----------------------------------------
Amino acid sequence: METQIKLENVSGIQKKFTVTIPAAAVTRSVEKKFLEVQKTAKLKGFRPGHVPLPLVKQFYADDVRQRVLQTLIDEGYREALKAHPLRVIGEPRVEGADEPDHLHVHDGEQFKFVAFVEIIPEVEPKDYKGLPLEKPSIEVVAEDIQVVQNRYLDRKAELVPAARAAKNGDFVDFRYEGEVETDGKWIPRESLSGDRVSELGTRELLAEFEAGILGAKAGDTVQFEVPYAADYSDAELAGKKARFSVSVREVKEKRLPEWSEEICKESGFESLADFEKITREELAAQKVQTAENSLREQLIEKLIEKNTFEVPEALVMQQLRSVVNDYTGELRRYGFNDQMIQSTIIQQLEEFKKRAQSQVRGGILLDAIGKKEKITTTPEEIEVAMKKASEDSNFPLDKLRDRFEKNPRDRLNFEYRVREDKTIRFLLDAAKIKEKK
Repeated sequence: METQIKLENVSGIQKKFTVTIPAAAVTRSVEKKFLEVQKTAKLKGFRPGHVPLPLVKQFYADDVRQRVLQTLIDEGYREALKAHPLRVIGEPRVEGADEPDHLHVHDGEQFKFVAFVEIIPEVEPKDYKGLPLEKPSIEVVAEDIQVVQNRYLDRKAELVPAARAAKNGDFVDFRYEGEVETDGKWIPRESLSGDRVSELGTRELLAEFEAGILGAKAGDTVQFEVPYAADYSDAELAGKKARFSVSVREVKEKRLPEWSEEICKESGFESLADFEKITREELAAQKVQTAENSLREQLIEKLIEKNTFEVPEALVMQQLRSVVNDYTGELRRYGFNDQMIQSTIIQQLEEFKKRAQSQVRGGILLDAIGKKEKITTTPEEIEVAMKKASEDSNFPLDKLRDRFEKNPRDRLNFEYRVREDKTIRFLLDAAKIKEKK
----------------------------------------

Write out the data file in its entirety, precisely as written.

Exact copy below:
Amino acid sequence: METQIKLENVSGIQKKFTVTIPAAAVTRSVEKKFLEVQKTAKLKGFRPGHVPLPLVKQFYADDVRQRVLQTLIDEGYREALKAHPLRVIGEPRVEGADEPDHLHVHDGEQFKFVAFVEIIPEVEPKDYKGLPLEKPSIEVVAEDIQVVQNRYLDRKAELVPAARAAKNGDFVDFRYEGEVETDGKWIPRESLSGDRVSELGTRELLAEFEAGILGAKAGDTVQFEVPYAADYSDAELAGKKARFSVSVREVKEKRLPEWSEEICKESGFESLADFEKITREELAAQKVQTAENSLREQLIEKLIEKNTFEVPEALVMQQLRSVVNDYTGELRRYGFNDQMIQSTIIQQLEEFKKRAQSQVRGGILLDAIGKKEKITTTPEEIEVAMKKASEDSNFPLDKLRDRFEKNPRDRLNFEYRVREDKTIRFLLDAAKIKEKK
Repeated sequence: METQIKLENVSGIQKKFTVTIPAAAVTRSVEKKFLEVQKTAKLKGFRPGHVPLPLVKQFYADDVRQRVLQTLIDEGYREALKAHPLRVIGEPRVEGADEPDHLHVHDGEQFKFVAFVEIIPEVEPKDYKGLPLEKPSIEVVAEDIQVVQNRYLDRKAELVPAARAAKNGDFVDFRYEGEVETDGKWIPRESLSGDRVSELGTRELLAEFEAGILGAKAGDTVQFEVPYAADYSDAELAGKKARFSVSVREVKEKRLPEWSEEICKESGFESLADFEKITREELAAQKVQTAENSLREQLIEKLIEKNTFEVPEALVMQQLRSVVNDYTGELRRYGFNDQMIQSTIIQQLEEFKKRAQSQVRGGILLDAIGKKEKITTTPEEIEVAMKKASEDSNFPLDKLRDRFEKNPRDRLNFEYRVREDKTIRFLLDAAKIKEKK